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Published on:

7th May 2021

Validation As A Communication Skill

When we validate someone, we convey our acceptance of that person’s experiences, emotions, thoughts, and realities. Conversely, when we invalidate someone, we deny or minimize the importance of their issues and needs. Though validation is a common word these days, it’s not always clear how best to or even why we should engage in it. The fact is that every person’s experience is inherently valid and instead of exercising judgement, we should try and accept people as they are. However, acceptance must not be confused with agreement.

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For narration information visit Russell Newton at https://bit.ly/VoW-home

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Transcript

Picture a couple having a discussion one day, that quickly turns heated. It goes a little something like this:

A: “So the doctor called and they have the results from my test back…”

B: “Oh my god, so what was the result?”

A: “Well, they said everything’s clear. The first test was just a fluke, apparently. There’s nothing to worry about.”

B: “What?! That’s amazing! I’m so glad to hear that! You must be so relieved…”

A: “Well, actually, I don’t know…”

B: “You’re not relieved?”

A: “It’s hard to explain. I guess I’m a bit…disappointed? That sounds strange. But I was really kind of expecting a scary result. And I almost feel a bit let down? I know that sounds silly…”

B: “That is silly. You’re crazy. You have no idea how lucky you are. We should go out to celebrate.”

A: “Uh, can we not? I’m just not feeling it…”

B: “What’s wrong with you? You’re being ridiculous. You don’t mean to say you wish the test was positive? That’s crazy…”

And so on. Can you imagine A continuing to try and explain how they really felt, with B rejecting the whole idea as bizarre, or even getting a little angry and judging A for not being grateful or excited? Consider how the conversation could have gone otherwise:

A: “So the doctor called and they have the results from my test back…”

B: “Oh my god, so what was the result?”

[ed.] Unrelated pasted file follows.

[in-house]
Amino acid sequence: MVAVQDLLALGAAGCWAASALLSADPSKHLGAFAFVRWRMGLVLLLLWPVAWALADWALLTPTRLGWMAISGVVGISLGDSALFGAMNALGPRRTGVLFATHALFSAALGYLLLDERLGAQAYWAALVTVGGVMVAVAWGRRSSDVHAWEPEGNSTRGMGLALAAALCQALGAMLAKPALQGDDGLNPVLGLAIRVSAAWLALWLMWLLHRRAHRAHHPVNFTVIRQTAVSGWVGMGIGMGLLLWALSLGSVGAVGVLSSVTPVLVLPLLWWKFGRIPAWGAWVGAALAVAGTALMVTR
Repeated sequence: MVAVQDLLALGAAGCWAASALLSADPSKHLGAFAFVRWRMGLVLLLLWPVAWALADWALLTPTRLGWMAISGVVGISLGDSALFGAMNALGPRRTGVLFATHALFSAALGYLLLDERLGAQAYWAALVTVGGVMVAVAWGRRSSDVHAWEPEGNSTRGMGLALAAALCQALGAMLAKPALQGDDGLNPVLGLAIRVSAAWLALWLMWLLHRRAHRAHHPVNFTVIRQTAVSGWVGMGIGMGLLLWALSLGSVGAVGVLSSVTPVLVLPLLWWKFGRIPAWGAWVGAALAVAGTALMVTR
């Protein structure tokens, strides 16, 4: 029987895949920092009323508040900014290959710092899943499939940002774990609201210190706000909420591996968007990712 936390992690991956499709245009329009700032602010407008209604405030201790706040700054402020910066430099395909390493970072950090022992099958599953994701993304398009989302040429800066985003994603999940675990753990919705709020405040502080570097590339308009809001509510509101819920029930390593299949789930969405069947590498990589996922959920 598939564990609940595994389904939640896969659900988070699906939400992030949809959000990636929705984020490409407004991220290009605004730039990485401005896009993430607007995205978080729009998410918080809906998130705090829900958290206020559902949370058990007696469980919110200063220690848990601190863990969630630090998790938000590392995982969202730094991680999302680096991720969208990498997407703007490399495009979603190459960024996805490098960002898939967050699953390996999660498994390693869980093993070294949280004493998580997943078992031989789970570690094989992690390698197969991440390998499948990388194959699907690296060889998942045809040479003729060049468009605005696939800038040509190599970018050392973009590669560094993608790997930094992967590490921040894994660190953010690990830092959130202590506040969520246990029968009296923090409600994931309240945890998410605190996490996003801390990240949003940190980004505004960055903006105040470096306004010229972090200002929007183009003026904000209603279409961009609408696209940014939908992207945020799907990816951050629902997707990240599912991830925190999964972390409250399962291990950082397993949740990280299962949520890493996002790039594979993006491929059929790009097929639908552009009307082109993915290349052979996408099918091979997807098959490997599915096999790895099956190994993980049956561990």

A: “Well, they said everything’s clear. The first test was just a fluke, apparently. There’s nothing to worry about.”

B: “What?! That’s amazing! I’m so glad to hear that! You must be so relieved…”

A: “Well, actually, I don’t know…”

B: “You’re not relieved?”

A: “It’s hard to explain. I guess I’m a bit…disappointed? That sounds strange. But I was really kind of expecting a scary result. And I almost feel a bit let down? I know that sounds silly…”

B: “No, it’s not silly. Can you explain what you mean? I’m pretty relieved to hear you’re OK, but you seem a little unsure…”

A: “Yeah, I don’t know…maybe I had already mentally prepared myself for it being positive…”

B: “Tell me more.”

Imagine the conversation then moving on to A explaining how they feel and why, with B listening closely, not so they could argue against A’s feelings, but so they could better understand and support them, even if they did seem strange.

What’s the difference in the second conversation? The answer is validation.

In this book, we’re going to be looking at the power of validation: what it is, what it isn’t, and how it can be used to deepen relationships, grow empathy and improve communication.

Validation is something that seems easy to understand conceptually, but can be subtle and difficult to grasp in real life. In trying to understand what validation is, it can be helpful to look at what it isn’t.

In the first conversation, B’s attitude was dismissive. By calling A silly, crazy, and ridiculous, the message was clear: the way that A felt (and by extension, A themselves) was wrong. In fact, B asks, “What’s wrong with you?” and then proceeds to say how A should feel. Granted, this is an extreme example (B is definitely a jerk in this scenario!), but we can clearly see the spirit of invalidation.

When we invalidate someone, we deny their experience. We contradict them, undermine them, doubt them, disagree with them or judge them. We tell them that what they feel or perceive is wrong, mistaken, useless, undesirable. We tell them that what they are going through is not really justifiable, legitimate or “logical.” Sometimes, we may act as though the way they feel is in violation of some objective reality, and they should be ashamed of their feelings. To sum it up, invalidation is about not accepting the person in front of us, as they are.

When we invalidate someone, what we might be responding to is their emotional reality, their thoughts, speech, behavior, beliefs, perspectives or ideas—but in the process we may more or less invalidate them as individuals. There’s a fine line between saying “your reaction is too much” and saying “you are too much.”